Oklahoma School that Criticized Girl’s Dreadlocks Changes Its Policy

September 11, 2013  |  
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Last week, 7-year-old Tiana Parker’s story broke our hearts. The private school told Tiana, in her second year at the school this fall, that her dreadlocks went against school policy and were a “distraction”. Now, Deborah Brown Community School has removed the ban on dreadlocks and afros, says the Huffington Post.

The Tulsa, Oklahoma school had long had a ban on “hairstyles such as dreadlocks, afros, mohawks, and other faddish styles” on the books, but only just began really enforcing it. Parents at the school, which is almost all black, had long been complaining via its Facebook page about the hair portion of the dress code. The parents’ complaints plus the media attention the school received brought the school’s dress code up for a vote on Monday night. The board decided to strike the ban on specific hairstyles, and even removed all mention of hair altogether from the handbook. Now, the rules say parents and children are responsible for hygiene and the school reserves the right to contact parents about hygiene issues. The Parkers weren’t present at the school board meeting.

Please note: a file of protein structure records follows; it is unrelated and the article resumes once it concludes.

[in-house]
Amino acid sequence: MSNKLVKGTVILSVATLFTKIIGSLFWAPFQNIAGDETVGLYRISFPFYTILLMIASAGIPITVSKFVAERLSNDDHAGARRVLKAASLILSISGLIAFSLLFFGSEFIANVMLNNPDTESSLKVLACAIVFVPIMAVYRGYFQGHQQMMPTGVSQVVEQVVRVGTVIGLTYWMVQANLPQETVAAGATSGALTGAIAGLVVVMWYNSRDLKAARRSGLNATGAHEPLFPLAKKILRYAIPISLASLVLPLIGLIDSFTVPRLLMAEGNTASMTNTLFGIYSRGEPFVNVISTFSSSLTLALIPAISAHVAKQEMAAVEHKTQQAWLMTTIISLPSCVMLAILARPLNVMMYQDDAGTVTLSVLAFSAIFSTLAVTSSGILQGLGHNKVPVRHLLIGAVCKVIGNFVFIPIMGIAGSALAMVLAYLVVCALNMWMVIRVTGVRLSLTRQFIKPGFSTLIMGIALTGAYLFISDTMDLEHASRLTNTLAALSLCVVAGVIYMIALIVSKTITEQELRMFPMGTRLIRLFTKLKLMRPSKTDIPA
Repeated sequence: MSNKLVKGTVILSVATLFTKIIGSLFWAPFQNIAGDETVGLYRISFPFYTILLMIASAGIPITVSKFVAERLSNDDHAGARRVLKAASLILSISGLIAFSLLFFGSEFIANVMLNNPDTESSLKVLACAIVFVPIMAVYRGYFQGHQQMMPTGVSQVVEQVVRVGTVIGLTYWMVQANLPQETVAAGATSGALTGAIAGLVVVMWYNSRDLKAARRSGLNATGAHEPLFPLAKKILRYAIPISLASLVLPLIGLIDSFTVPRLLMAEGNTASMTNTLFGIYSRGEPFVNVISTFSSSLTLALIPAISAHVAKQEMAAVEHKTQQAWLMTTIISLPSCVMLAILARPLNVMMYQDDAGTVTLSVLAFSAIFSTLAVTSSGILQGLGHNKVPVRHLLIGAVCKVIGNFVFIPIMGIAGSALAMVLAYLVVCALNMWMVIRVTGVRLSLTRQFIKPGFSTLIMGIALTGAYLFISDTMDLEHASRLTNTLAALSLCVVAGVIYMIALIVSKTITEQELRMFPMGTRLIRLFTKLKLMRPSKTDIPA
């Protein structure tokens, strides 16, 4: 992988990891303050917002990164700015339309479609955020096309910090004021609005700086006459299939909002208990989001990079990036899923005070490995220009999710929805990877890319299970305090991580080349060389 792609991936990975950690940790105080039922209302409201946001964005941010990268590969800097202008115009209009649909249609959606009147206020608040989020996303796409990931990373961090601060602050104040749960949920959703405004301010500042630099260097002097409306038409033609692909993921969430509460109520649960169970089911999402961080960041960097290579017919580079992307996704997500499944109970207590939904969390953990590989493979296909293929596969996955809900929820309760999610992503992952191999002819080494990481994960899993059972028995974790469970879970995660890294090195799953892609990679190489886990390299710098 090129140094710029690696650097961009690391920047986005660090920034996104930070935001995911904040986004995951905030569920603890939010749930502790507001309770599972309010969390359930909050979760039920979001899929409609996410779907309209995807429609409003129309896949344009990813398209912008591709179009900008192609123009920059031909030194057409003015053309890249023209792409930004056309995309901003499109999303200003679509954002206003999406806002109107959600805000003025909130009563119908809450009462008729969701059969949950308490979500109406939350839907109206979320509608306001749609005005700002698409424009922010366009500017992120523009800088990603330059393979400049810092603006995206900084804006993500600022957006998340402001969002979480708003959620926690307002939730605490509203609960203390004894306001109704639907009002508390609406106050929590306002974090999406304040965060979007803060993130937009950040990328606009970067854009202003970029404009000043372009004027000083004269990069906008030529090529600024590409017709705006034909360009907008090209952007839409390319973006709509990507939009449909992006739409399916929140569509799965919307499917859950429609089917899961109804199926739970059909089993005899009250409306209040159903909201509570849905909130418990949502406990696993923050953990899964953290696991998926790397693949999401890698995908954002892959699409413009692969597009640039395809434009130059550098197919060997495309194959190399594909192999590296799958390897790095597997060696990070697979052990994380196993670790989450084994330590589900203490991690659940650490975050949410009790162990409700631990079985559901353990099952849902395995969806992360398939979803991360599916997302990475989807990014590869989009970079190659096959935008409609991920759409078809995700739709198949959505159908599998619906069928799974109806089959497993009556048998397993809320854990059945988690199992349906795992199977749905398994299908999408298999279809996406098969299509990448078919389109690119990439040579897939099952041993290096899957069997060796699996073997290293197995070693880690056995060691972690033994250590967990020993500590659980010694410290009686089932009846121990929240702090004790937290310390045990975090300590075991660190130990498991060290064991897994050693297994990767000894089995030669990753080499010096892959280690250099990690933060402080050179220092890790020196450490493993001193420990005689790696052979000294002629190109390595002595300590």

School board president Kenneth James said the intent was never to offend or humiliate Tiana and her parents; the ban on afros and dreadlocks was simply because of “health and safety concerns”. A statement released by the Parkers says there’s nothing that can “change the fact that our 7-year-old daughter Tiana was made to feel that there was something wrong with her appearance, in turn coming home in tears.”

The school board did the right thing in getting rid of its discriminatory hairstyle policy, but it’s too little, too late. A little girl was told the way she is wasn’t acceptable and that she and her hair were inherently dirty.

Do you think what the school board did was enough?

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